China’s manufacturing activity contracted in September, ending an 18-month expansion that powered the country’s recovery from the pandemic, with power curbs in hubs threatening further disruption.

China’s manufacturing purchasing managers index fell to 49.6 in September, the National Bureau of Statistics in Beijing said Thursday. That marks the gauge’s first drop below the 50 mark that separates an expansion of activity from contraction since February 2020, when the metropolis of Wuhan and surrounding Hubei province were shut down to contain the fast-spreading virus.

Economists polled by The Wall Street Journal had expected the official PMI to remain unchanged from August’s 50.1 reading. Instead, Thursday’s lower PMI reading was the latest worrisome sign for the world’s second-largest economy. China’s strong pandemic recovery has been beset by regional outbreaks, a global semiconductor shortage, port shutdowns and supply-chain disruptions, a widening regulatory campaign against many sectors of the economy, and soaring commodity prices.

More recently, concerns about power outages and a downturn in the real-estate market have added to the list of worries.

The manufacturing sector has been a driver of China’s strong bounce-back from the pandemic, thanks largely to robust global demand for Chinese-made goods as the rest of the world was ravaged by Covid-19. China was the only major economy to report growth last year.

Below the headline PMI figure, subindexes measuring production, total new orders, new export orders and hiring all slid further below the 50 line in September as both supply and demand in China’s manufacturing sector slowed, the statistics bureau said.

Separately on Thursday, a privately run measure of manufacturing activity that focuses more on smaller factories showed some improvement in overall activity but signaled continued weakness in external demand and production.

That index, the Caixin China purchasing managers index, rose to 50 in September, from 49.2 the previous month, suggesting that activity in the sector neither expanded nor contracted in September, after having been pushed into contractionary territory in August by a wave of coronavirus infections. The Caixin index is compiled by Caixin Media Co. and data research firm IHS Markit Ltd.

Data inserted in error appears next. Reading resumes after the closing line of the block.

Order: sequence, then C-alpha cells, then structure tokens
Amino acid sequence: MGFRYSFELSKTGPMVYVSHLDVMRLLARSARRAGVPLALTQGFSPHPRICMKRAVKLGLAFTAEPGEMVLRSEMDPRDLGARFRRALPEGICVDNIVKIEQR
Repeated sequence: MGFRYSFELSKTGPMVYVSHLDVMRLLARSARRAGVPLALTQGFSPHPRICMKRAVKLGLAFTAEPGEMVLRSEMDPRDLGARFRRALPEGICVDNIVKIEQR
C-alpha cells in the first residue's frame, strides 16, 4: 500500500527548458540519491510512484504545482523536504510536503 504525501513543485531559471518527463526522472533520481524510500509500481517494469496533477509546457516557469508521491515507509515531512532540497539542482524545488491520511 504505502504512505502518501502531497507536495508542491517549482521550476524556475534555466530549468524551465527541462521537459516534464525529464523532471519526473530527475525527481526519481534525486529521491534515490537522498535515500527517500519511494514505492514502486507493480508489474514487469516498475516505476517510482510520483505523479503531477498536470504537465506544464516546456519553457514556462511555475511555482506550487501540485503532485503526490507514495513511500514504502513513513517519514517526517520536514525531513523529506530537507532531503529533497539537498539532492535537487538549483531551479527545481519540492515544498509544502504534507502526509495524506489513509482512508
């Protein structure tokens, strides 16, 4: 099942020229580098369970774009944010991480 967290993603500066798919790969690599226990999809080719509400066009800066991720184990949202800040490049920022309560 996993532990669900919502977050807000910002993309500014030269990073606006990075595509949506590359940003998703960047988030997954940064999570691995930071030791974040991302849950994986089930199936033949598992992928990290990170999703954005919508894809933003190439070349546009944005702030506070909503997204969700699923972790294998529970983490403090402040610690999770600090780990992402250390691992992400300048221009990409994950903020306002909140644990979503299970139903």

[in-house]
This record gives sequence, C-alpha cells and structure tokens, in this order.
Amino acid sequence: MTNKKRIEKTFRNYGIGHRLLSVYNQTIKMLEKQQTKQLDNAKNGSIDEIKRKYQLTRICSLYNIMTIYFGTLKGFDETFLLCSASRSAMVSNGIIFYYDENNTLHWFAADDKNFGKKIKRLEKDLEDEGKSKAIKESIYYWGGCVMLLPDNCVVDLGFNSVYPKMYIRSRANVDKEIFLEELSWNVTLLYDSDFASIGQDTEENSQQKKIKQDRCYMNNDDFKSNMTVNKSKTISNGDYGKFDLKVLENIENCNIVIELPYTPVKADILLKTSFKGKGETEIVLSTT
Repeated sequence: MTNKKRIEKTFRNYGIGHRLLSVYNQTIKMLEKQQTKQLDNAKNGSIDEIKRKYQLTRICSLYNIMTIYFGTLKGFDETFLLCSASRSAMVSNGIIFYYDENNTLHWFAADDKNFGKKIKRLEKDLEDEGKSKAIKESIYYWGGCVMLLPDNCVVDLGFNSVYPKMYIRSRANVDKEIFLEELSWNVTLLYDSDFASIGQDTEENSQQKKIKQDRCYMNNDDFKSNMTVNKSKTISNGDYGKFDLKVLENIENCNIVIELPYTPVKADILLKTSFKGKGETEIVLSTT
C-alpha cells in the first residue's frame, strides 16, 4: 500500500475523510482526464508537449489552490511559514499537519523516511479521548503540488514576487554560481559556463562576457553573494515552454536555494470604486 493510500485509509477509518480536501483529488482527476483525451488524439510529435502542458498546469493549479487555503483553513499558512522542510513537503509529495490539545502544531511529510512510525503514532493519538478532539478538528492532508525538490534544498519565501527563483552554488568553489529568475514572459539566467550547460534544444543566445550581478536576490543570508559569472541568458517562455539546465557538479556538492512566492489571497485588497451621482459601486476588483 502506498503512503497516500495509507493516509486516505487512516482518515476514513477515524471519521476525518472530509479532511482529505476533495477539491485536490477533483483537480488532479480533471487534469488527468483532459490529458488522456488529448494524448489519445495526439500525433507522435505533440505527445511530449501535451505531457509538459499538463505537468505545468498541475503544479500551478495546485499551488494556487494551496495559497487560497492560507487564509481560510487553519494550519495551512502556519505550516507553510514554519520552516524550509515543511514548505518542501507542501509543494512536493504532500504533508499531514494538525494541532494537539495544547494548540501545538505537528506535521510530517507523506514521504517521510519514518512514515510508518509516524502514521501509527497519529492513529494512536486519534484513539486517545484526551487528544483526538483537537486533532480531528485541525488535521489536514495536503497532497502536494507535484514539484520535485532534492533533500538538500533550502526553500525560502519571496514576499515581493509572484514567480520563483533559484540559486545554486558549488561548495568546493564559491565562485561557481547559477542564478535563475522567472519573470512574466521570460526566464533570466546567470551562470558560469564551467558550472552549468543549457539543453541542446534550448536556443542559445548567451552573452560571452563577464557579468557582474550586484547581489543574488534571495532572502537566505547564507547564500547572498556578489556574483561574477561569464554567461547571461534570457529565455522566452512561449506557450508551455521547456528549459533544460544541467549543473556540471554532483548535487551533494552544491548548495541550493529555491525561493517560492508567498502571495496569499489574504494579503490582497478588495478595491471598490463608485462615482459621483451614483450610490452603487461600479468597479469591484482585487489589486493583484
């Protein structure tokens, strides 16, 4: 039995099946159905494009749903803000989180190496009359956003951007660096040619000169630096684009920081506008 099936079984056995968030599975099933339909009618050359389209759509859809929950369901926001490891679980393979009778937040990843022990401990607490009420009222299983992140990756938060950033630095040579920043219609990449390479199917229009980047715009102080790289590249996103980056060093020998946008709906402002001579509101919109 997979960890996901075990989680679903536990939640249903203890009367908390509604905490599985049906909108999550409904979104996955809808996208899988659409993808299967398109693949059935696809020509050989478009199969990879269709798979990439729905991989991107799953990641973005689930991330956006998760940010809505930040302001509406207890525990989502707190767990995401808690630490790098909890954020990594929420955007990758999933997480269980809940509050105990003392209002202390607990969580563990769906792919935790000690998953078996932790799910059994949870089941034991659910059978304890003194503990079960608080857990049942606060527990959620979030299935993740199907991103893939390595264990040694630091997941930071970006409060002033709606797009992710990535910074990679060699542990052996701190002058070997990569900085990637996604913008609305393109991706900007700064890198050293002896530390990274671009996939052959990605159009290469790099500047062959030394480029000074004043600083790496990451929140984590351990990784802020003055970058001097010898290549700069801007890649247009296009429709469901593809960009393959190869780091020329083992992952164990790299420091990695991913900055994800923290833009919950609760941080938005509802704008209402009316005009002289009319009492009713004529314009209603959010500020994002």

In recent days, economists have grown concerned about power outages that have swept across many Chinese provinces, as coal prices rise and the government ramps up efforts to curb energy consumption and reduce carbon emissions.

A factory in Jiangsu province, an economic powerhouse where power usage has been strictly limited in some localities.


More than half of China’s provinces failed to meet the central government’s energy-consumption targets in the first half of the year, according to China’s state economic planner. Many localities in these provinces—including the economic powerhouses of Jiangsu, Zhejiang and Guangdong provinces—have strictly limited power usage for businesses and factories.

Coupled with soaring coal prices, power outages in many regions are expected to persist through the end of the year as local governments aim to hit emissions targets, said ANZ economist Betty Wang. Meanwhile, global attention on China’s energy policy in the run-up to a closely watched United Nations climate-change summit in a month’s time will likely keep the pressure on Chinese policy makers to maintain their stance, she said.

In a sense, the rush to rein in power and production is a result of China’s surprisingly resilient manufacturing and export boom over the past year, which led to increased power consumption and hurt local governments’ ability to meet Beijing’s emission-control targets.

If sustained through the end of the year, the power crunch and resulting production cuts in China’s manufacturing hubs could drag down the country’s gross domestic product by around 1 percentage point in the fourth quarter, Morgan Stanley economists project.

“Economic growth in the fourth quarter will likely slow further without a change of government policies,” said Zhiwei Zhang, an economist at Shenzhen-based Pinpoint Asset Management.

In addition to the power shortage, the market has begun factoring in rising risks to the Chinese economy after China Evergrande Group, one of the country’s biggest and most indebted property developers, failed to make interest payments on its bonds, raising questions about its financial stability.